Review: The Charnel House Trilogy (PC)

6 mins read

‘Sepulchre’ is a Middle English term representing what is now known as a tomb or crypt. It is also the name of a free horror game for PC released in 2003, or what is now the second of three chapters in The Charnel House Trilogy. I love horror games as they can be gateways to amazing supernatural storytelling, but this one left me confused and (almost) speechless.

When the game is opened, there are three chapters to choose from: Inhale, Sepulchre (the original free game), and Exhale. Upon entering Inhale, you become Alex Davenport. She is in her apartment – sheltered from the thunderstorm raging outside – awaiting a parcel containing train tickets. Alex is sarcastic, and this is reflected in her experiences during. It’s as if she knows she’s in a video game and making fun of that fact. For example, she finds a ten-foot ladder behind a lamp’s bulb, harking back to ye olde days of finding extremely large objects in very tiny places while controlling very square characters.

As sarcastic as Alex may be, she is equally cryptic. She often says things such as, “I won’t need it after tomorrow…” In addition to these somewhat morbid statements, ghouls appear for fractions of a second every time lightning flashes. The combination of self-deprecating humour and sinister predictions/figures becomes somewhat confusing by the end of the chapter, when Alex has finally received her parcel and is waiting at the train station in the middle of the night with only a lone stranger for company.

The second chapter, Sepulchre, follows Dr. Harold Lang. He is a curator riding the train to a dig site. A keen eye will catch his link to the first chapter, even before his appearance on the train platform. Whereas Exhale takes place only in Alex’s living room and the train station, Sepulchre offers far more to explore: two train cars with three rooms each, and a third train car containing a dining room and bar.

Dr. Lang’s story is intriguing in the beginning. There is always conflict between what he told versus what he sees. However, that pattern soon wears thin as it becomes very clear where the story is going. It becomes frustrating having to go through the motions to reach an expected outcome with no element of surprise whatsoever. And it is even more frustrating that this happens only two-thirds of the way through the game instead of in the final chapter.

Exhale returns the story to Alex’s point of view. Unlike Dr. Lang she seems to embrace the strangeness around her. She is no longer nearly as self-aware as she was in the first chapter, which is unfortunate as some humour would have made the lack of horror almost acceptable. While Alex’s circumstances vary from those of Dr. Lang, her outcome is already known. Thus, the trek to the end of the game becomes tedious and repetitive. The element of surprise has a brief glimmer of hope in the moment the ‘why’ of Alex’s current life status is revealed, but the game becomes all talk and hope is lost on the story redeeming itself as a deep fog of confusion settles in over the who-what-where-when-why of it all.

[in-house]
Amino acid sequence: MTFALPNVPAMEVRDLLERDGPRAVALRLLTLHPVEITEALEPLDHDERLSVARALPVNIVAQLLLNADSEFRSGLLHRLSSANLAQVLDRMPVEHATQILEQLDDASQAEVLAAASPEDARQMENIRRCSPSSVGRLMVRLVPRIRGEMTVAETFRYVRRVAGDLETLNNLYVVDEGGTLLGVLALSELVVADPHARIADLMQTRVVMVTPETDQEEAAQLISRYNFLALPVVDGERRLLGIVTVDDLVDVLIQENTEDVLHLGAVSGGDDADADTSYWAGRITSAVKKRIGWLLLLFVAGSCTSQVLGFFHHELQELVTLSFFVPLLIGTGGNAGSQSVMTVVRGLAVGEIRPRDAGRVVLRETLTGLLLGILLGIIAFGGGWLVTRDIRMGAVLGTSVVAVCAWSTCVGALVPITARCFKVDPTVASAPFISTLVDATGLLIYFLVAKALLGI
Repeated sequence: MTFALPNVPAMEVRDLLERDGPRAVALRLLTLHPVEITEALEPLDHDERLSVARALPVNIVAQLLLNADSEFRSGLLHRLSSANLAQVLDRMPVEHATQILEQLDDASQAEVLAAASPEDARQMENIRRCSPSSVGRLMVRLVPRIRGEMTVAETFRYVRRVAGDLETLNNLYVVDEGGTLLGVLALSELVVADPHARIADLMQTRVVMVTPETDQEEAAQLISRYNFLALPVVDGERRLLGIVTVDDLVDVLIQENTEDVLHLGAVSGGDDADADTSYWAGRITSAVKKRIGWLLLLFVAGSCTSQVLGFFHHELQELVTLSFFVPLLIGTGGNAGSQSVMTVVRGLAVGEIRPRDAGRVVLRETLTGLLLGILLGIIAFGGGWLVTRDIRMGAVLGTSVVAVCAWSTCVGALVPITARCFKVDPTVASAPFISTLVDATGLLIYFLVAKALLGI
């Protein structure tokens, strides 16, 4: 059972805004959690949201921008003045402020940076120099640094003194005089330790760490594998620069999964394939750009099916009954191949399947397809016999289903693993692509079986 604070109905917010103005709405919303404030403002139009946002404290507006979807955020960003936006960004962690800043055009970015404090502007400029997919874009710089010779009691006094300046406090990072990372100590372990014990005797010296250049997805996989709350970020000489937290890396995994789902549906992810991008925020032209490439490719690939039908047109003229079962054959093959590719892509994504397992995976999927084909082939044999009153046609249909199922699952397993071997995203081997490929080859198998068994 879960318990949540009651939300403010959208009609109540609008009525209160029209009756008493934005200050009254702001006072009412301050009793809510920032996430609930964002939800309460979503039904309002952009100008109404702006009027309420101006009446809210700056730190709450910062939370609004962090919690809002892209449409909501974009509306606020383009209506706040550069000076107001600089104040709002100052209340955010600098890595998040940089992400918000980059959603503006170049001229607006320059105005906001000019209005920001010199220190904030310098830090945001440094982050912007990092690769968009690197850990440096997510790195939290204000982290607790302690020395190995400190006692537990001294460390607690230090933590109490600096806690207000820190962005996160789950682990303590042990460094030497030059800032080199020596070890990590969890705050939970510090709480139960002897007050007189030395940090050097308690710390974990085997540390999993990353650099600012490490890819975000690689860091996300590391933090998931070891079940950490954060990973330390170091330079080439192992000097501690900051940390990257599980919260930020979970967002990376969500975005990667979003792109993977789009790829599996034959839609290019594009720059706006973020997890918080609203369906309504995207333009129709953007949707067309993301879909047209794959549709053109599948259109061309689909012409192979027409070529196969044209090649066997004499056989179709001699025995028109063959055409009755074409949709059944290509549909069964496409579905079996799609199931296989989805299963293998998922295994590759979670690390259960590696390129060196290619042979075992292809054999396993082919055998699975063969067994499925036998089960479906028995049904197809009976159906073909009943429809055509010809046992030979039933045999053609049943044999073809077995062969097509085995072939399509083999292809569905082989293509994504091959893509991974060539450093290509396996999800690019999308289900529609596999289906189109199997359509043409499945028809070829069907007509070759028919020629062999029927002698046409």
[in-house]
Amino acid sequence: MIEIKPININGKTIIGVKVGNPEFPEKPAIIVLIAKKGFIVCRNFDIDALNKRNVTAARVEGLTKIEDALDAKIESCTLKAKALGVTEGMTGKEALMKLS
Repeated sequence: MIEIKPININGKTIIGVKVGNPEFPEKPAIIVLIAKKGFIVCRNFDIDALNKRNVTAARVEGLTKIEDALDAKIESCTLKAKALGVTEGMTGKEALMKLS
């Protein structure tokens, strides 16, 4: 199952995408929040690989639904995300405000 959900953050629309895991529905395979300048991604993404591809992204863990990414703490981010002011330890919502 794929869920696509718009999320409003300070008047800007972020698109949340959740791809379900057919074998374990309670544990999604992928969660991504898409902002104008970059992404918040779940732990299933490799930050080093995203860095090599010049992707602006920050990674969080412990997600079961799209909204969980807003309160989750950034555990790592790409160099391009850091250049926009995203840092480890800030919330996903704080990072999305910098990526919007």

The Charnel House Trilogy relies heavily on story to draw players in; what this in mind, retro graphics are suitable for the game. The graphics even help guide a player simply by changing the screen’s black border from straight angles to a rounded curve when there is no further place to explore in that direction. What the graphics lack, however, is consistency. When a character is speaking and their face appears enlarged in a box, the pixellation is in a noticeably different scale compared to the rest of the game. The sound was obviously more of a consideration than the graphics; where the graphics fail in providing an impact on the viewer, the subtle music combined with sometimes jarring sound effects enhance the game’s atmosphere. I highly recommend wearing headphones while playing. The sound will not only impact the way you feel in relation to the ambiance, but also guide you to where you need to go – you may miss which direction the creaking door came from or even its occurrence at all.

Yes, the game has its moments where it’s creepy. Yes, one of two of the ghastly lightning flashes made me jump in my seat. And yes, the story was promising at first – until it becomes an obvious end for Dr. Lang and a boring yet remarkably confusing one for Alex. As a free game, Sepulchre would have been worth a playthrough. But as a paid product, The Charnel House Trilogy fails to deliver on its promised horror.

– Lindsay M.

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